Meals are simple and Nicaraguan but fresh. A banana picked off a tree moments before, ripened on a branch rather than in a truck; coffee from literally round the front door, processed and cooked in a building down the road; scrambled eggs from the hen running around the kitchen; and of course, fresh gallo pinto.

Unabashedly unadorned, Miraflor demonstrates ‘eco-tourism’ at its most fundamental level: local, sustainable, and above all, personal. This is environmentalism for it’s own sake, not for pretense or advertisement, but because it just makes sense.

“We don’t treat this like a business. It’s an activity to help nature, to support the environment,” says Luis, the father of our family.

Visitors can stay with families in ‘homestays’ or in one of several lodges; both come with three home-cooked meals a day. The homestays are more rustic than the cabins, but comes with other perks. Despite the chilly wind whipping around (and sometime through) the house, the family’s warmth and generosity fully compensates. All host families were trained in the subtleties of tourism, of inviting strangers into their homes and lives.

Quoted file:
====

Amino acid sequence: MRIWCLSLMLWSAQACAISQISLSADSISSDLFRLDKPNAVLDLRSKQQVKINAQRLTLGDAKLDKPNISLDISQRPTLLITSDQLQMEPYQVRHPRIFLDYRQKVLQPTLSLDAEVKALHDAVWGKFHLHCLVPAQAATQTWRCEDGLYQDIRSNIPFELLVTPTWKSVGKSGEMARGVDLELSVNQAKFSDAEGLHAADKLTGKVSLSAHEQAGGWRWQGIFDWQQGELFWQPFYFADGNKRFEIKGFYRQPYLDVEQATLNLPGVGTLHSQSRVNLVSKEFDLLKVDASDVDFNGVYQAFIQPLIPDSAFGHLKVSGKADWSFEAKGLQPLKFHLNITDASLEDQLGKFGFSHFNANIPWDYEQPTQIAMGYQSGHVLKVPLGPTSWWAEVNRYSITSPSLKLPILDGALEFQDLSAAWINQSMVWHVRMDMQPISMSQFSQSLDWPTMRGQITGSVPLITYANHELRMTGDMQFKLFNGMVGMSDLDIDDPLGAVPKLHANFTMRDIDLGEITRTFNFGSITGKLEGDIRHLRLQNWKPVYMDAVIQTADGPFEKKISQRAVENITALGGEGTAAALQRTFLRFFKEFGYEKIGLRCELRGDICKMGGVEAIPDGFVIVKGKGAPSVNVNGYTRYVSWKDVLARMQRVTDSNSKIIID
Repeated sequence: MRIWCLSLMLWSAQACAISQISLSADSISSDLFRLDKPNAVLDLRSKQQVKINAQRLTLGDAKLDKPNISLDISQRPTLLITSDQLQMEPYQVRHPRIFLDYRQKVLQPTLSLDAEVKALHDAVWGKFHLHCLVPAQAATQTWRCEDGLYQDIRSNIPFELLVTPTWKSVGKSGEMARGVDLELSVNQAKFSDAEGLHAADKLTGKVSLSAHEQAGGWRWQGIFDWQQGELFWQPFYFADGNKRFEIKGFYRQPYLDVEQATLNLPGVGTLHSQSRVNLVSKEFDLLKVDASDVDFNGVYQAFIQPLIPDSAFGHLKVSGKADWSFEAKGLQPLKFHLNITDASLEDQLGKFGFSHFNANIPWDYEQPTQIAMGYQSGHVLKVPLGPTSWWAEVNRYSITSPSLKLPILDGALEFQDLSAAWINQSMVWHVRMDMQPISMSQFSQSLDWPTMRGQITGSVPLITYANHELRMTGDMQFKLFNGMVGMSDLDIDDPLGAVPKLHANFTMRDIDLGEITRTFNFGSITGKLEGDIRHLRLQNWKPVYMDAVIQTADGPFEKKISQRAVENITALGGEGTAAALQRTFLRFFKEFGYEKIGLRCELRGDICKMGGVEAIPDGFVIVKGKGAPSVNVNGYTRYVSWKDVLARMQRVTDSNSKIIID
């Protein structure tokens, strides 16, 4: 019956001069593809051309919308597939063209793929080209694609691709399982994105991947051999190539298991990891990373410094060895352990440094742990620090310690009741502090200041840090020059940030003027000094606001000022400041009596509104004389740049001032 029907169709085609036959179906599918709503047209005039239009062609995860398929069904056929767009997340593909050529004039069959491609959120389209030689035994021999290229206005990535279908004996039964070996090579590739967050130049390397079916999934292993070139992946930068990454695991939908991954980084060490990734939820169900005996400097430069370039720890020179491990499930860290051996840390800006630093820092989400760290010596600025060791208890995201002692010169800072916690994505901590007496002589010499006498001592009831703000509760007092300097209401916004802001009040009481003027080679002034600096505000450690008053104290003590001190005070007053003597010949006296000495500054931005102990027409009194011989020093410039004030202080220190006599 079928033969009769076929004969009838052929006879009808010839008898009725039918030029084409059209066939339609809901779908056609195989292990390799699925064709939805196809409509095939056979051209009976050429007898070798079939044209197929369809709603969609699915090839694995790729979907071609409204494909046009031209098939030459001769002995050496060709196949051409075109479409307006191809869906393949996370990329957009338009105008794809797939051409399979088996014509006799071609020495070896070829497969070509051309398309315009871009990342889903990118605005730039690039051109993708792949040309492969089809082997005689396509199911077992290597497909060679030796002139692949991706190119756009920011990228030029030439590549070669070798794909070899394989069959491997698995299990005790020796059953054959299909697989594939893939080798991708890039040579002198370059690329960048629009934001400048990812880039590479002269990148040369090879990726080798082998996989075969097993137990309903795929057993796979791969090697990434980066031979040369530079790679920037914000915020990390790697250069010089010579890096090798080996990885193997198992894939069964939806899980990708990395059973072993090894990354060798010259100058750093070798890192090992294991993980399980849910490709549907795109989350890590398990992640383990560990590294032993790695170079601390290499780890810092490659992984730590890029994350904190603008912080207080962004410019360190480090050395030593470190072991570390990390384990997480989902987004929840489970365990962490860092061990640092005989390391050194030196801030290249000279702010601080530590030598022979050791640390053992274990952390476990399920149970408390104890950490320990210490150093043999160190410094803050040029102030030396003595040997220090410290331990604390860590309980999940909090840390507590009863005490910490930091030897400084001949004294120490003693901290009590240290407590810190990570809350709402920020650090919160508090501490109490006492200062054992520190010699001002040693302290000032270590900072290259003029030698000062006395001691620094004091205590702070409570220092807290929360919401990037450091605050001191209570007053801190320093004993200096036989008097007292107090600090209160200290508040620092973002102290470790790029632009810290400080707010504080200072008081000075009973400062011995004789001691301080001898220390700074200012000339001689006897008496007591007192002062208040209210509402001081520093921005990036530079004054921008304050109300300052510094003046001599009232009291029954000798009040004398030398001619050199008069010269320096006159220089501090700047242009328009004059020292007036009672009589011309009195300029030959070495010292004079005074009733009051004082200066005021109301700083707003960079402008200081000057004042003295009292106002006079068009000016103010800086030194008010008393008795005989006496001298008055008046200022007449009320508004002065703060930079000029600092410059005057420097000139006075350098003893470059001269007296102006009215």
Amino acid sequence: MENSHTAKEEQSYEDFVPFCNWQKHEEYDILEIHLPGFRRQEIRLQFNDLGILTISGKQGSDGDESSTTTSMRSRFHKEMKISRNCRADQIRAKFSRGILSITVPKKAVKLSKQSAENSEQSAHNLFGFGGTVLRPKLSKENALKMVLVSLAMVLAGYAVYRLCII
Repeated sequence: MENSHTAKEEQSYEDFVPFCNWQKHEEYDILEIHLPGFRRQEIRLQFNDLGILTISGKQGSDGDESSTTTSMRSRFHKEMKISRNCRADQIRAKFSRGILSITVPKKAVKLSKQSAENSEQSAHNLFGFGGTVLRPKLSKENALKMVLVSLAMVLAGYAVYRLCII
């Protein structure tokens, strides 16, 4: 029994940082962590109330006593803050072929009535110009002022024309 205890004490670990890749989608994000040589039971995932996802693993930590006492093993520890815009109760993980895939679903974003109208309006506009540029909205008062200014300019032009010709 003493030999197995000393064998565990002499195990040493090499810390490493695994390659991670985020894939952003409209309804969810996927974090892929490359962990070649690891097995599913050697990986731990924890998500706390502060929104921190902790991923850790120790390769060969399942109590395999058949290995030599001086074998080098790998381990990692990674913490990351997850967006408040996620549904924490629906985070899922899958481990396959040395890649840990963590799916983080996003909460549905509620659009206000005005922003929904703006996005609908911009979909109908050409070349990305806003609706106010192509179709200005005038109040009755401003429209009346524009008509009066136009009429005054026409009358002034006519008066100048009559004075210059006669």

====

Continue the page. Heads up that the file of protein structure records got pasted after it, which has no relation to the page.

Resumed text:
“It was a bit awkward at the beginning, making conversation,” says Luis, but now, seven years after moving to Miraflor, he, his wife and two daughters welcome visitors into their home with an openness so often lost in the world below the clouds. “We were trained to have confidence and trust those that come to visit us. We treat you like family,” he says.

And like with your own family, you’re expected to pitch in to help with the family’s work. This weekend, though, our ‘chores’ only consist of making bread from scratch, warming our hands while we knead dough in the kitchen by a ceramic wood-burning stove. Luisa, the 14-year-old daughter of the house, hands me a ball of dough, which I roll out into a thin tube, attach the ends together, and add it to our growing pile of dough-rings. We fry the bread in a pan heating over the open flame, and minutes later, have a plate piled high, which we savor with delicious coffee from the tree out front. Eating fresh bread rings in this smoky kitchen, roosters and baby chicks underfoot, it’s easy to feel the decades melt away into the past.